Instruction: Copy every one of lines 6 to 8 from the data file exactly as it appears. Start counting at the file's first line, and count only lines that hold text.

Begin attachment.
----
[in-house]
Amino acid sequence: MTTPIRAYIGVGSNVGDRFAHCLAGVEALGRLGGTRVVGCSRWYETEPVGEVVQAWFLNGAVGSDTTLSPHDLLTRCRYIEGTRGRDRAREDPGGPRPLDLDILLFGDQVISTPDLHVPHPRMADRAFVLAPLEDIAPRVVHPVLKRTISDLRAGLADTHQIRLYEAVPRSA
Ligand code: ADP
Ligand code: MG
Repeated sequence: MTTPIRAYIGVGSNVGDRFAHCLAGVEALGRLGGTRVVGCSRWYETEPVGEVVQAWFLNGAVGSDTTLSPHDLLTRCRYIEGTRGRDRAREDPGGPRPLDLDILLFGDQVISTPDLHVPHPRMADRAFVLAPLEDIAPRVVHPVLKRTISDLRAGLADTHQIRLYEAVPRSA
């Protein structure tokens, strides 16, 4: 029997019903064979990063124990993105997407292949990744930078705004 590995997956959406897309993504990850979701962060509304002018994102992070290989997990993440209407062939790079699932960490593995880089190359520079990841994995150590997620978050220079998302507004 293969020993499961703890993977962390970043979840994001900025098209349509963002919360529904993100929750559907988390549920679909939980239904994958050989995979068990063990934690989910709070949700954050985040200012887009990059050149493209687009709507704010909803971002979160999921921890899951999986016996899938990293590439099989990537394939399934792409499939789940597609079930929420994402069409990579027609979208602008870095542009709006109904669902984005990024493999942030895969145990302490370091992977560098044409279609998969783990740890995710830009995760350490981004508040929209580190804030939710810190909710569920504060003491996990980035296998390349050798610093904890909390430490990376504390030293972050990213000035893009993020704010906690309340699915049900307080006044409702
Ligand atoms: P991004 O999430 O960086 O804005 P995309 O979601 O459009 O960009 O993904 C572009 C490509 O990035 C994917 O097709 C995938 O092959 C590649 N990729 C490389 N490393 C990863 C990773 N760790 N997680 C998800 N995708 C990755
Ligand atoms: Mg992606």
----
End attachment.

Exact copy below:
């Protein structure tokens, strides 16, 4: 029997019903064979990063124990993105997407292949990744930078705004 590995997956959406897309993504990850979701962060509304002018994102992070290989997990993440209407062939790079699932960490593995880089190359520079990841994995150590997620978050220079998302507004 293969020993499961703890993977962390970043979840994001900025098209349509963002919360529904993100929750559907988390549920679909939980239904994958050989995979068990063990934690989910709070949700954050985040200012887009990059050149493209687009709507704010909803971002979160999921921890899951999986016996899938990293590439099989990537394939399934792409499939789940597609079930929420994402069409990579027609979208602008870095542009709006109904669902984005990024493999942030895969145990302490370091992977560098044409279609998969783990740890995710830009995760350490981004508040929209580190804030939710810190909710569920504060003491996990980035296998390349050798610093904890909390430490990376504390030293972050990213000035893009993020704010906690309340699915049900307080006044409702
Ligand atoms: P991004 O999430 O960086 O804005 P995309 O979601 O459009 O960009 O993904 C572009 C490509 O990035 C994917 O097709 C995938 O092959 C590649 N990729 C490389 N490393 C990863 C990773 N760790 N997680 C998800 N995708 C990755
Ligand atoms: Mg992606």